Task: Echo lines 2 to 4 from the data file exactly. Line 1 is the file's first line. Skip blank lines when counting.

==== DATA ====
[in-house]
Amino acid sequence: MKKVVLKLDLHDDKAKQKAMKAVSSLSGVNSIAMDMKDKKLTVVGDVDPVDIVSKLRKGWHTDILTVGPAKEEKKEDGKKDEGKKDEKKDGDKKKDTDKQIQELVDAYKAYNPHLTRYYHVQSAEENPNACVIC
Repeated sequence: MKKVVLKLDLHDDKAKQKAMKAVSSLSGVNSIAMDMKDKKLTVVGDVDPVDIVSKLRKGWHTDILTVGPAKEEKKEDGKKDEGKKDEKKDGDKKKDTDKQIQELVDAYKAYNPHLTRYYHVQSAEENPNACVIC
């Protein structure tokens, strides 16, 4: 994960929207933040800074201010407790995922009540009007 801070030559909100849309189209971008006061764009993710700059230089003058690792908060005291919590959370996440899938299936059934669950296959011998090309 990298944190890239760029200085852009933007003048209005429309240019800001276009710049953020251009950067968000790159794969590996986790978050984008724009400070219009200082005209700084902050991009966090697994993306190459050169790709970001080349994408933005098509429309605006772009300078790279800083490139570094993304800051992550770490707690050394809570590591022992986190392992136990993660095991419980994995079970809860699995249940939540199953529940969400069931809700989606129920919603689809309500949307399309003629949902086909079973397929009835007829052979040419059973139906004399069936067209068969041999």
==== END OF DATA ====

Amino acid sequence: MKKVVLKLDLHDDKAKQKAMKAVSSLSGVNSIAMDMKDKKLTVVGDVDPVDIVSKLRKGWHTDILTVGPAKEEKKEDGKKDEGKKDEKKDGDKKKDTDKQIQELVDAYKAYNPHLTRYYHVQSAEENPNACVIC
Repeated sequence: MKKVVLKLDLHDDKAKQKAMKAVSSLSGVNSIAMDMKDKKLTVVGDVDPVDIVSKLRKGWHTDILTVGPAKEEKKEDGKKDEGKKDEKKDGDKKKDTDKQIQELVDAYKAYNPHLTRYYHVQSAEENPNACVIC
């Protein structure tokens, strides 16, 4: 994960929207933040800074201010407790995922009540009007 801070030559909100849309189209971008006061764009993710700059230089003058690792908060005291919590959370996440899938299936059934669950296959011998090309 990298944190890239760029200085852009933007003048209005429309240019800001276009710049953020251009950067968000790159794969590996986790978050984008724009400070219009200082005209700084902050991009966090697994993306190459050169790709970001080349994408933005098509429309605006772009300078790279800083490139570094993304800051992550770490707690050394809570590591022992986190392992136990993660095991419980994995079970809860699995249940939540199953529940969400069931809700989606129920919603689809309500949307399309003629949902086909079973397929009835007829052979040419059973139906004399069936067209068969041999």